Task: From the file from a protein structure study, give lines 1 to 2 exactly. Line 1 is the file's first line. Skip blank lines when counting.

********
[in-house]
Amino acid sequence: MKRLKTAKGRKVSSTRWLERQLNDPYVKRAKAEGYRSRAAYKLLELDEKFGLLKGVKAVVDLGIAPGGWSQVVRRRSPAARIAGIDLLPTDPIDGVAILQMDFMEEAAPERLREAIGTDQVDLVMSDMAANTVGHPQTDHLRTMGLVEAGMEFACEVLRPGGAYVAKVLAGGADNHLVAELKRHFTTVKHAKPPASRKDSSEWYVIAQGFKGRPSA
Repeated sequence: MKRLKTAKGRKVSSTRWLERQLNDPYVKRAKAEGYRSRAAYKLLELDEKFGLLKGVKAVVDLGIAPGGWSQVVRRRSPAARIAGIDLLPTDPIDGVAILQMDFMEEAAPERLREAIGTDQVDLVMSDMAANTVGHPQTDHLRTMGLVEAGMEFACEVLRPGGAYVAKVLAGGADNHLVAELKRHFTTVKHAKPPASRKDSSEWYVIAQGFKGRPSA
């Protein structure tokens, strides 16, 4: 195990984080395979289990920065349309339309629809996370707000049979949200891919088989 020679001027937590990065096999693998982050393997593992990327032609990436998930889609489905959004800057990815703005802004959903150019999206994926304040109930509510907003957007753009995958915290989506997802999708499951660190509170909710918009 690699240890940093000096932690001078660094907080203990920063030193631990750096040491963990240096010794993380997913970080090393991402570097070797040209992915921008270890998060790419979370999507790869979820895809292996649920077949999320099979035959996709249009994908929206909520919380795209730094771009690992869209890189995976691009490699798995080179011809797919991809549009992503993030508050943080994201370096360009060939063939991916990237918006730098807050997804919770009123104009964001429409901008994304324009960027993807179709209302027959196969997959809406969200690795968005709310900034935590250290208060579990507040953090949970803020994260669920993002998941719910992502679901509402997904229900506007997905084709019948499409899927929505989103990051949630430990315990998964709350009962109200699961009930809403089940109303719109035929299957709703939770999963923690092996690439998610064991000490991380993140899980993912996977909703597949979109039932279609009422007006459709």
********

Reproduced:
[in-house]
Amino acid sequence: MKRLKTAKGRKVSSTRWLERQLNDPYVKRAKAEGYRSRAAYKLLELDEKFGLLKGVKAVVDLGIAPGGWSQVVRRRSPAARIAGIDLLPTDPIDGVAILQMDFMEEAAPERLREAIGTDQVDLVMSDMAANTVGHPQTDHLRTMGLVEAGMEFACEVLRPGGAYVAKVLAGGADNHLVAELKRHFTTVKHAKPPASRKDSSEWYVIAQGFKGRPSA